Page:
While it helps to raise awareness of how trust works, companies must also play their part, says Bhushan Sethi, a principal and joint global leader in PwC’s New York-based People & Organisation practice, where he works with employees across 150 countries to shape culture-led change. “To build real trust, firms will need to upskill in inclusive leadership, especially in a remote environment, where people are likely to feel more disconnected,” says Sethi. “Leaders need to make people feel included, make sure their ideas are heard and empathise when they’re stressed, anxious or burned out.”
Likewise, Knight and Keller emphasise the importance of empathy in promoting trust. Their research showed that managers who show employees support and appreciation will foster more trust, and be better trusted in return. In service of its mission to enhance the experience and value of work, The Future of Work Institute has created free downloadable resources – from time management tips to concrete communication strategies – to support managers and workers in a flexible work world.
But Knight says companies should also create their own resources. “Organisations could invest in training that focuses on education around the benefits of remote working, how to devolve autonomy of workers and how to manage by results,” she says. “This means not focusing on the number of working hours or whether they respond to messages instantly, but whether the broader goals of the job are being met.”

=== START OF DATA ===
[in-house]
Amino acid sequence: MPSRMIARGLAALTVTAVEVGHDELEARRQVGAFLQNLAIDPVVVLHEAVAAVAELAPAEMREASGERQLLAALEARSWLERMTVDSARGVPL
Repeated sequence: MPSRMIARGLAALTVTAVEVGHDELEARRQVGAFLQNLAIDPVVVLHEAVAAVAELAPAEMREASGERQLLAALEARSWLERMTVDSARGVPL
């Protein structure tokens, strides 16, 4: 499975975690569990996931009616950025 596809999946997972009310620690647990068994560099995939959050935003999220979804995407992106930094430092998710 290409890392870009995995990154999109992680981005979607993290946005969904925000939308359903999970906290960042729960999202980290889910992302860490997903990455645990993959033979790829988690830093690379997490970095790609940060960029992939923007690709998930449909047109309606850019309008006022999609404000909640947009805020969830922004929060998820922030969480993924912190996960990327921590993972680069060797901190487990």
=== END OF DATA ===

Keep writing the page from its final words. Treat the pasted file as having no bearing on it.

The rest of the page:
‘I trust you’
All of these tactics can help workers make strides to rebuild a culture of trust – but the reality is that it’s inevitable that trust will still occasionally be broken. So, if you’ve missed a deadline or otherwise fallen short, don’t gloss over it – you have to own up to it before you can rebuild trust. “It’s essential to admit your mistakes, as that makes you vulnerable,” says Gardner. “When you do that, you’re implicitly saying, ‘I trust you not to take advantage of me’.”
There are also two different types of trust personalities: automatic trusters and evidence-based trusters
When trust is breached from the top down, as when supervisors monitor employees’ every move, workers can try stepping up communication to assuage anxiety. “Proactively inform your supervisor how things are going, what you have accomplished and where things are difficult,” says Keller. “It’s also worth negotiating what performance is expected and how that is assessed.”
Still feeling stifled? Keller suggests explaining to your boss that although you’re aware that some monitoring is important, doing so excessively is counterproductive to your morale and performance. As a last resort, consulting a third-party supervisor or HR representative may help. Regardless of the cause, any time trust is diminished, the goal is to reset the dynamic and cultivate good faith moving forward.
Although trust-building may seem like a soft skill in comparison to more technical or analytical ones, it’s a vital piece of a healthy work culture – and one that’s taken a big hit during the pandemic. Ultimately, our ability to prioritise and develop trust with colleagues will have a direct and immediate impact on the quality of our work – and the long-term outlook of our careers.